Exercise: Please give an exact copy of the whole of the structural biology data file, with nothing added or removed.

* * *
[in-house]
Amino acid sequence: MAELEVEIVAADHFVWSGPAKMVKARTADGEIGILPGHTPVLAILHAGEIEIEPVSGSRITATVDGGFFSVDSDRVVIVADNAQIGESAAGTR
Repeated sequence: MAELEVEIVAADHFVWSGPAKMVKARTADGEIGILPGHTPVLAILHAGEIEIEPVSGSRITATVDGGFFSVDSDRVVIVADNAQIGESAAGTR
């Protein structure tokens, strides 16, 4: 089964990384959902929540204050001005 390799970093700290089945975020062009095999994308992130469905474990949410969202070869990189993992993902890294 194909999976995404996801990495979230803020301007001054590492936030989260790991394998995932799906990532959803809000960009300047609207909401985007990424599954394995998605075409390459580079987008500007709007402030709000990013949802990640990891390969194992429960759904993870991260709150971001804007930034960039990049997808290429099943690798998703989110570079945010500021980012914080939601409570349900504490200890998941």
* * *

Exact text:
[in-house]
Amino acid sequence: MAELEVEIVAADHFVWSGPAKMVKARTADGEIGILPGHTPVLAILHAGEIEIEPVSGSRITATVDGGFFSVDSDRVVIVADNAQIGESAAGTR
Repeated sequence: MAELEVEIVAADHFVWSGPAKMVKARTADGEIGILPGHTPVLAILHAGEIEIEPVSGSRITATVDGGFFSVDSDRVVIVADNAQIGESAAGTR
């Protein structure tokens, strides 16, 4: 089964990384959902929540204050001005 390799970093700290089945975020062009095999994308992130469905474990949410969202070869990189993992993902890294 194909999976995404996801990495979230803020301007001054590492936030989260790991394998995932799906990532959803809000960009300047609207909401985007990424599954394995998605075409390459580079987008500007709007402030709000990013949802990640990891390969194992429960759904993870991260709150971001804007930034960039990049997808290429099943690798998703989110570079945010500021980012914080939601409570349900504490200890998941």